Thursday, July 5, 2012
This blog post has a soundtrack. I highly recommend you listen to some Yma Sumac while you read it. If you don't have any, just open this playlist in another tab and let it play while you read: Yma Sumac playlist on youtube. More about Yma Sumac in a minute.
Sunday I had a deliciously creatively inspiring evening. Which is important for me, because I've realized I don't get those anywhere near often enough, and it's a big part of me feeling like ME, an individual, a real person. As opposed to somebody's mom or wife or friend or whatever.
I love movies. A lot. It's taken me a long time as an adult to really understand and embrace how much I love movies, but I really do love them. Movies have the ability to really transport me and affect me, more so than books, I think largely because I'm such a visual person.
When I got my drivers license at 16, the first place I drove myself was to a movie (Casablanca at River Oaks Theatre in Houston). At a couple different points in my life, I would weekly go to the movies by myself. It still feels like such a ME activity.
So Sunday evening the Husband gave me a few hours to myself, and I decided to go to the movies, which I hadn't done alone in a really long time. Being a big Wes Anderson fan, I decided to go see Moonrise Kingdom.
While not my favorite of his, I really loved it. It just felt so delightful and precious, and it really did that big affecting thing movies can do to me. I felt like it showed a certain side of childhood I haven't often seen portrayed.
It's hard for me to find the words, but it's kind of the horror and wonder of being 12 years old. I think most of us feel kind isolated and alien at 12, and as this film shows, making a real connection with another person is so very important and life-changing. These are things I've been thinking about a lot lately already, so it felt like good timing for me.
I walked out of the theatre, feeling so full of life and mystery, and there was the almost full moon with a bright halo around it, and I just had to talk to someone. So I called my dear friend Marie, in large part because she's such a big Wes Anderson fan, I knew she'd seen the movie already.
We chatted about the movie a little, and then she started telling about moving her Nonnie to Austin that weekend. Marie had found a cassette tape that turned out to have a recording of her grandparents and parents singing a hymn. Marie remembered how they'd have dinners where they'd just spontaneously start singing and making music.
This made me think of John Philip Sousa. A few months ago, my 6-year-old son had to research a composer for school, and he chose Sousa (because he did the Monty Python theme song). Something interesting I learned about Sousa is that he had a strong dislike of recorded music and the phonograph. To quote:
These talking machines are going to ruin the artistic development of music in this country. When I was a boy...in front of every house in the summer evenings, you would find young people together singing the songs of the day or old songs. Today you hear these infernal machines going night and day.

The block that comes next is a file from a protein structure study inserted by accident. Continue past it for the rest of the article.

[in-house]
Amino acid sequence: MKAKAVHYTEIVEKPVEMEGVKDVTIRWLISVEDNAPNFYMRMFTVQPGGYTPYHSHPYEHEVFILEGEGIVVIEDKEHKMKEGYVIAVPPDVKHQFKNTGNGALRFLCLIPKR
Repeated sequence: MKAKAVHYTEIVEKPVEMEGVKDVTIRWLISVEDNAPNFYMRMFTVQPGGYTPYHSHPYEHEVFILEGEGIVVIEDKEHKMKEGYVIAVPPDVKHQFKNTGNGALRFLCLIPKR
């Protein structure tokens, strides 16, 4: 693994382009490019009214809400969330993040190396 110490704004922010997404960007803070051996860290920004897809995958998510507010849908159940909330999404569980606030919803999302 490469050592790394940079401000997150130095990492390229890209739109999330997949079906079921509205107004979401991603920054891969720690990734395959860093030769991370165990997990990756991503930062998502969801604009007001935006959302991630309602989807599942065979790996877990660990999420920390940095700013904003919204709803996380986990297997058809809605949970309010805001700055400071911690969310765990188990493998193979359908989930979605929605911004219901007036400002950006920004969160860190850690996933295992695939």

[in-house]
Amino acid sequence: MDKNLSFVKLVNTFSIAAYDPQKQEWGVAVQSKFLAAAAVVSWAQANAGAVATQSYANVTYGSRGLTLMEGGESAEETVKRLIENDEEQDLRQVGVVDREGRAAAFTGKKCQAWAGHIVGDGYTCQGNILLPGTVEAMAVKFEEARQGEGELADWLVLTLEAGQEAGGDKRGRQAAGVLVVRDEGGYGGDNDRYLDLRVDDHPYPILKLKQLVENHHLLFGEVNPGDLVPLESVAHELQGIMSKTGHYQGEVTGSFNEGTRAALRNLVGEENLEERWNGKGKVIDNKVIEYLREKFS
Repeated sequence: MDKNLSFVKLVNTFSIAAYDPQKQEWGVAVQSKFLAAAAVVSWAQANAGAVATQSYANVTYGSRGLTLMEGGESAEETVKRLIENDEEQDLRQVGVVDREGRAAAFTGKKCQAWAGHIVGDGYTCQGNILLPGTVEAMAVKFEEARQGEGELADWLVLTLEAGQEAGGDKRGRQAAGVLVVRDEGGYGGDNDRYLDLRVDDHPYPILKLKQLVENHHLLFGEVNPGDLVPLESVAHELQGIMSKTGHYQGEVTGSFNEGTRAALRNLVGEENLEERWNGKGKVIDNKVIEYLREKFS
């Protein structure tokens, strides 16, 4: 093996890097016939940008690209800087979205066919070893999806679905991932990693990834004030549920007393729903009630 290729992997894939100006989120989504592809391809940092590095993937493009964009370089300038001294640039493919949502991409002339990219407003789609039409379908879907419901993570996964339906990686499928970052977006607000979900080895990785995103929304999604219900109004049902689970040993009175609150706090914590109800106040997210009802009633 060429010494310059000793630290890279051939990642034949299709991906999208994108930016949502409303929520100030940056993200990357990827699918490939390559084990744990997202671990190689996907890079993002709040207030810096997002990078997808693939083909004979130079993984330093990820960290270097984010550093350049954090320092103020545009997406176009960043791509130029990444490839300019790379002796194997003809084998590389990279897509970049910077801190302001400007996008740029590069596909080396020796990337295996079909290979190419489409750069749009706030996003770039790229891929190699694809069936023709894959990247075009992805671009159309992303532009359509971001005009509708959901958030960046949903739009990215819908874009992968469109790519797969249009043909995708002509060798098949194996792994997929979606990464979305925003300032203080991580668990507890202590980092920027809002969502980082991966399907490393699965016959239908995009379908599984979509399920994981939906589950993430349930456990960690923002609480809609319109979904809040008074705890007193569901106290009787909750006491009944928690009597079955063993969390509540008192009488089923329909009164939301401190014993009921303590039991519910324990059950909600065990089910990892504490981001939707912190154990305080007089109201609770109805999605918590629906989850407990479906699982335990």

Of course even today people still make music in their homes, like Marie's family, but now it seems like magic. I imagined that other world where making music in your living room with your family was the norm. Something has definitely been lost.
Then Marie told me about taking Nonnie to what will be her new church that morning, a delightful neighborhood Methodist church. The people were so welcoming to her, and between the church and Marie, I imagined Nonnie being enveloped with love and delicately placed into her new life. And it made me tear up.
After I got off the phone with Marie, I put on the Yma Sumac CD I'd recently acquired from Half Price books. The song that came on was Chuncho, and it pretty much made everything perfect. I have been wondering, how have I gone this long in my life without being exposed to Yma Sumac? It just seems like a big oversight on the Universe's part.
Listening to her wonderful crazy voice (the CD calls her "The Peruvian Bird"), driving along with the moon following me as my companion, everything felt so good in the world.
I love that about this life, the way so many small details come together to make a moment. I love all the connections happening, like connections between old friends, new people connecting for the first time, connecting new information to my own experience, and the odd connections my brain makes when it remembers things like John Philip Sousa.
I drove to Walgreen's and bought a spiral notebook with leaves on it and a fancy pen. In the store I had a heightened sense of awareness and compassion, and everyone and everything around me seemed so special and interesting.
I took my new notebook and pen to Quack's 43rd Street Bakery, and I sat down among beautiful paintings of flowers with the most delicious chai (made with almond milk, no less), and I spewed all these words out on paper so that I wouldn't forget it.
Which seems like such a writerly thing to do, I think this was the first time I truly ever felt like a writer. And now I share it with you. Thanks for reading.
And I hope you've enjoyed the Yma Sumac. If you haven't heard it yet, I encourage you to listen to what is probably her most famous song, Gopher Mambo.